On Tuesday, May 23, the European Court of Human Rights (ECtHR) ruled that Romania is breaching the rights of same-sex couples by refusing to implement legal protections for their unions.
The case was brought before the court by LGBTQ+ organisation ACCEPT, representing 21 same-sex couples who had previously lodged complaints with the ECtHR about the lack of safeguards for their unions in Romania. In the past, each of the couples has expressed their interest to marry in written notices to their local registry, but their requests were denied under an article that defines marriage as a union between a man and a woman.
Moreover, the local registry also rejected their request by invoking a separate article stating that same-sex marriage is “prohibited” in Romania.
In their ruling on Tuesday, a majority of seven judges established that the Romanian government is in breach of Article 8 of the European Convention on Human Rights, which protects the right to respect of private and family life. Moreover, the court stated that all members of the European Union are required to provide some form of legal recognition of same-sex unions.
“The court observes that Romanian law provides for only one form of family union – an opposite-sex marriage and does not provide for legal recognition for same-sex couples,” the ruling stated. It also added that same-sex couples are unable to access many social and civil rights that are granted to opposite-sex couples because of such lack of legal recognition.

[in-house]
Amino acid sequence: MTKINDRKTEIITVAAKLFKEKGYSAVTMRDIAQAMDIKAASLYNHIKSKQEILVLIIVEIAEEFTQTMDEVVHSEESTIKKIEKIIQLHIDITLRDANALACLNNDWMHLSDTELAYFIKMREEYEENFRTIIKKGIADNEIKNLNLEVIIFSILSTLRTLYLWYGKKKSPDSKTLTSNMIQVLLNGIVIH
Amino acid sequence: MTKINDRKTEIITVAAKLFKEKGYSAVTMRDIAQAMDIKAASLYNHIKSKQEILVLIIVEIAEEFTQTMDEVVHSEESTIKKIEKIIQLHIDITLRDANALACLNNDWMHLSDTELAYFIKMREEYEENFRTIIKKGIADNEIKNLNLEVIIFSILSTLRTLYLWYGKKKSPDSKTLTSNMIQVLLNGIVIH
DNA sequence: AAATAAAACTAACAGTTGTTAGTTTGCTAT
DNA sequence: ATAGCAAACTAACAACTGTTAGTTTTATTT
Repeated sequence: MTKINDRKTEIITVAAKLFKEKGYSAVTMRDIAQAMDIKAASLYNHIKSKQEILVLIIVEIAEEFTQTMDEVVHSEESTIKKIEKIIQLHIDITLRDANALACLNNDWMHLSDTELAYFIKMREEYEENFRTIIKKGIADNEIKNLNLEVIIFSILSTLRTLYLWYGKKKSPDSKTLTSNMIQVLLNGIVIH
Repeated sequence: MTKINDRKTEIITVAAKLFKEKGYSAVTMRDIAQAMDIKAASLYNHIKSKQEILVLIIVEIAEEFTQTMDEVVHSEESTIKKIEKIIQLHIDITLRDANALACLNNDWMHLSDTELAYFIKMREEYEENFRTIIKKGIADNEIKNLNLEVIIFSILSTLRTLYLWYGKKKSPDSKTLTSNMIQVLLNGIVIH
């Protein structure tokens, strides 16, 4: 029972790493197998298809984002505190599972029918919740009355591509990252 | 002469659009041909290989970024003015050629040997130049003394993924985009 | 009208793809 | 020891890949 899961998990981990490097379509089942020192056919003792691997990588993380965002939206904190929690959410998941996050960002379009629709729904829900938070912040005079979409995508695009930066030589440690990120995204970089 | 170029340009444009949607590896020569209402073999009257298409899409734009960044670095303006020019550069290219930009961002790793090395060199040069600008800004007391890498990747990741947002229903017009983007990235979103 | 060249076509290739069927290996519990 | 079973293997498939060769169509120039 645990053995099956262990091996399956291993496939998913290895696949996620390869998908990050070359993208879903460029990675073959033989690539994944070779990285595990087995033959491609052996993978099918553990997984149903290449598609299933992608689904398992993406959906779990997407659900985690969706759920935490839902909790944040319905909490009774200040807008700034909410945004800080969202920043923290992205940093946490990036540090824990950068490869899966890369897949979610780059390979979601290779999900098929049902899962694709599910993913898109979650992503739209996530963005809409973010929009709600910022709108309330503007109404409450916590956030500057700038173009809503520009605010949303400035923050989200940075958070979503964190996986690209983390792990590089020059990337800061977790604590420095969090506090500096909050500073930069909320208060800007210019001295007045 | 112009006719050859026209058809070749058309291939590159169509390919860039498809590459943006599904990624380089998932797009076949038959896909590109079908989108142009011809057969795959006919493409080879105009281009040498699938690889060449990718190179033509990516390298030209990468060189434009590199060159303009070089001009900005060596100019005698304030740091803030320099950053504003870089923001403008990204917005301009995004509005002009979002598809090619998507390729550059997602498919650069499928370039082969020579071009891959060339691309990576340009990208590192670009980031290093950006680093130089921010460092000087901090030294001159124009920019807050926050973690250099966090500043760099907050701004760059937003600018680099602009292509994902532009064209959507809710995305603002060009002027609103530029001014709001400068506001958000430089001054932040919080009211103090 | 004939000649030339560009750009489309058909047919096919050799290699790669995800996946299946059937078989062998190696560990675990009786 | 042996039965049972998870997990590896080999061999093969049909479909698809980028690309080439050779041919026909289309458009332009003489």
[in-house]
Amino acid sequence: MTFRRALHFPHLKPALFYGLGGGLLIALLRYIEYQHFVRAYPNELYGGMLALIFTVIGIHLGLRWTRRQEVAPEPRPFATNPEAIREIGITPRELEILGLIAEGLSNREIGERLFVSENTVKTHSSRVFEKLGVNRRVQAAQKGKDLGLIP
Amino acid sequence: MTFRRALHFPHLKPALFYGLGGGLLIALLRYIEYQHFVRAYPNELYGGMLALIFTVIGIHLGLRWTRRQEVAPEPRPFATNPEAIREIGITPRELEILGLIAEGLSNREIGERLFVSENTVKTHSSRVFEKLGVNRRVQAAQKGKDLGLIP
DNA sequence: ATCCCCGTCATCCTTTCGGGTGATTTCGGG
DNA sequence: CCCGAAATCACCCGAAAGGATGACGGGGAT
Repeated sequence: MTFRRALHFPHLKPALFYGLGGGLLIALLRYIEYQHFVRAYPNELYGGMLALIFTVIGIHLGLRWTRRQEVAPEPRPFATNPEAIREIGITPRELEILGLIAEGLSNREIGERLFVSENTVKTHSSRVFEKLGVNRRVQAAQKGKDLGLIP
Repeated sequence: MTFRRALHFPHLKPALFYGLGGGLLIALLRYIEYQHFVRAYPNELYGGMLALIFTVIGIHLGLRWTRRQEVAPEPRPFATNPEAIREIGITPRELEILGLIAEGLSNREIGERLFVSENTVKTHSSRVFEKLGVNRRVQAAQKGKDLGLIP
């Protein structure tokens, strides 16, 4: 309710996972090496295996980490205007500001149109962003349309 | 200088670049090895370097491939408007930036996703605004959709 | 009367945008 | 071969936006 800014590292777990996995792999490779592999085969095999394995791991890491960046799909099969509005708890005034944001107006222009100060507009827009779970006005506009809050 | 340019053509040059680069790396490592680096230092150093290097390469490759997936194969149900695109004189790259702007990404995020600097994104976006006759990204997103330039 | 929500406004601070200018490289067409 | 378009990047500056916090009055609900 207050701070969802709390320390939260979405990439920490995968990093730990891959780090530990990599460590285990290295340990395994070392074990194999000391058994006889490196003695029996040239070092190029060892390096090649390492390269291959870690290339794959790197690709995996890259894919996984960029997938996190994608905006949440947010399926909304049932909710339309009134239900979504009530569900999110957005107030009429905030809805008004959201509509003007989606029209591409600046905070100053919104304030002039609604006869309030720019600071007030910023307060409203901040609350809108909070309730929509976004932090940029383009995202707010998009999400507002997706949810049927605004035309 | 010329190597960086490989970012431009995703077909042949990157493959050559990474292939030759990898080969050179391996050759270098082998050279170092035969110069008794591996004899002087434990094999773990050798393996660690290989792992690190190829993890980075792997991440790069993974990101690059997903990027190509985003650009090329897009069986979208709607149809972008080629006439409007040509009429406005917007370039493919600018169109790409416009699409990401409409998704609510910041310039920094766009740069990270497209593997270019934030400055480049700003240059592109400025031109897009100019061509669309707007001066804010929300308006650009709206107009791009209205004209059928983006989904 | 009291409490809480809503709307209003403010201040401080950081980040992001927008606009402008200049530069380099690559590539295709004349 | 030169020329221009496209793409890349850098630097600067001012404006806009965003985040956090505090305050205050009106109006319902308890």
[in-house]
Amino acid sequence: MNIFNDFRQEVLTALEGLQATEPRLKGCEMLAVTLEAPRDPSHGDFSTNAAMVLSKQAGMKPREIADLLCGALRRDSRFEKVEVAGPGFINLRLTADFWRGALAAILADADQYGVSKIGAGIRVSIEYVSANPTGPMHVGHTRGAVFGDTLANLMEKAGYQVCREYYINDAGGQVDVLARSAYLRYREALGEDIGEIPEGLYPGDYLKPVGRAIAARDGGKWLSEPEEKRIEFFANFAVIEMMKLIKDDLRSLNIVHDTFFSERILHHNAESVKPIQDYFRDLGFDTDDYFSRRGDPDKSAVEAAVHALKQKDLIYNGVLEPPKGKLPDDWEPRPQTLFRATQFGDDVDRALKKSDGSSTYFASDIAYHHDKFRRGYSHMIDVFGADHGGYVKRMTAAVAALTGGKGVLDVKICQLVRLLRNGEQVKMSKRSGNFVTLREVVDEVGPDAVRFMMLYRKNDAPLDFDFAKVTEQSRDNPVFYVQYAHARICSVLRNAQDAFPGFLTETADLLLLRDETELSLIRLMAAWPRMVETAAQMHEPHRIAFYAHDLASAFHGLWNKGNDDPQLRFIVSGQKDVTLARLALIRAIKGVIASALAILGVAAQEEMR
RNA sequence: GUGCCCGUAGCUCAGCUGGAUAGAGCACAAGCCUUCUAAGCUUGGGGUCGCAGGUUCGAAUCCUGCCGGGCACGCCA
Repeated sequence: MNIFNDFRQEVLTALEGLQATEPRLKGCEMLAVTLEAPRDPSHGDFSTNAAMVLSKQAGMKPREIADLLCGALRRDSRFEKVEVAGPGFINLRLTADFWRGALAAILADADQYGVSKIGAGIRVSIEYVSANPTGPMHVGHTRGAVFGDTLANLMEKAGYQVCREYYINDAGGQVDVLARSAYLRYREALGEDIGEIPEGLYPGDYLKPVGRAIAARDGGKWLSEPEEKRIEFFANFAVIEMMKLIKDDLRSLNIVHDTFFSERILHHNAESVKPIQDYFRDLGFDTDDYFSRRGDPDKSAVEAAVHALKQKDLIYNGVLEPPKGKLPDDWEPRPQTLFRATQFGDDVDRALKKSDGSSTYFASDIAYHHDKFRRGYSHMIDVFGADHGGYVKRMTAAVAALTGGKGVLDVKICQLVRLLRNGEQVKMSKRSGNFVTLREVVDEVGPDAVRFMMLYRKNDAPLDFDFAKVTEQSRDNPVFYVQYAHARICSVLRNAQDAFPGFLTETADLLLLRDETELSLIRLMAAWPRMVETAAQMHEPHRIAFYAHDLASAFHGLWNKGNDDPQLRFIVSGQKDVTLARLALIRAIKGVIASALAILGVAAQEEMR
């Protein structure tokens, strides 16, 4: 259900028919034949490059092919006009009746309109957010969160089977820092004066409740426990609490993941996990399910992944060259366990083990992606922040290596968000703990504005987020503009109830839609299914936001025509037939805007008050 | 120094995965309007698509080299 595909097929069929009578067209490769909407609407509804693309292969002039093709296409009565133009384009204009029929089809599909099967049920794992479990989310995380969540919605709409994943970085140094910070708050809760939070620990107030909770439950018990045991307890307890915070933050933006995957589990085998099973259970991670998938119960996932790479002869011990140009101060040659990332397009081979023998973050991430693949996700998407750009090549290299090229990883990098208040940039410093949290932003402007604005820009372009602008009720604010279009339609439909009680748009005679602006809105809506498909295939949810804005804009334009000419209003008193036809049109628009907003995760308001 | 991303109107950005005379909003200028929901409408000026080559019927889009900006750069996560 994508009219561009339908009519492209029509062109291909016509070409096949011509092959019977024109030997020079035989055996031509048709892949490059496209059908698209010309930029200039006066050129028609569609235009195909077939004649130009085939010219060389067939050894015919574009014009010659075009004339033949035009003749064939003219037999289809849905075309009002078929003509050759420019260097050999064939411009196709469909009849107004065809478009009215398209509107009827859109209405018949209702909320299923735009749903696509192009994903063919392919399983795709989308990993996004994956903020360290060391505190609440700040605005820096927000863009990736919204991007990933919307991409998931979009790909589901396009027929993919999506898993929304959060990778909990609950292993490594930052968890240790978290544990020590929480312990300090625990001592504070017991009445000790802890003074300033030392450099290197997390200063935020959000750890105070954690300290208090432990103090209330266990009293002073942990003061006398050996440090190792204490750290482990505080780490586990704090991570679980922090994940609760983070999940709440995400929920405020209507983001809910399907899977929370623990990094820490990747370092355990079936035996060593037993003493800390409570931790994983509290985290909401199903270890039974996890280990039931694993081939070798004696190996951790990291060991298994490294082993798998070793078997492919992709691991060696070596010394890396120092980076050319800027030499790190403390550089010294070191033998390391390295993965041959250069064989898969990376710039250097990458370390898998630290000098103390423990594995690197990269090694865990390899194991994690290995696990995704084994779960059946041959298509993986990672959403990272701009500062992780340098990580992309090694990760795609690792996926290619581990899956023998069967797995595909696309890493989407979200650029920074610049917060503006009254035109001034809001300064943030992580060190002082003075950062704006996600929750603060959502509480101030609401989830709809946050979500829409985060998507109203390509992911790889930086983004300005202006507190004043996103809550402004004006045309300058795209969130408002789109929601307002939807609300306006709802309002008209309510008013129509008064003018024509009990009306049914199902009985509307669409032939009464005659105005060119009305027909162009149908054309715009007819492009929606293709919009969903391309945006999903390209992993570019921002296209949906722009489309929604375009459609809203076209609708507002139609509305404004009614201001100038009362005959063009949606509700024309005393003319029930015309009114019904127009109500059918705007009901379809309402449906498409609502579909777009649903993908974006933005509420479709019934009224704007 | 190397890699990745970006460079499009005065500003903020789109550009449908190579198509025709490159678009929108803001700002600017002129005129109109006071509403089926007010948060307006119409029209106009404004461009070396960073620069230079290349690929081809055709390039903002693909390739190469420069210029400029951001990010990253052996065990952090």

All arguments brought forward by the Romanian government were rejected by the judges, who also ruled that societal opposition to same-sex marriage should not take prevalence over the rights of LGBTQ+ people in the country.
Finally, the court observed that the Romanian state did not express “any intention to amend its domestic law to allow same-sex couples to enjoy official recognition and a legal regime offering protection”.
“On the contrary, several attempts to pass legislation in this field (coming from a few members of the parliament) have not received the support of the parliament or the government,” the judges stated.
This ruling comes only weeks after LGBTQ+ umbrella organisation ILGA-Europe published its annual Rainbow Europe review, ranking European countries on the basis of their protection of LGBTQ+ rights. Romania received a score of only 18%, making it one of the worst places for LGBTQ+ rights in Europe.
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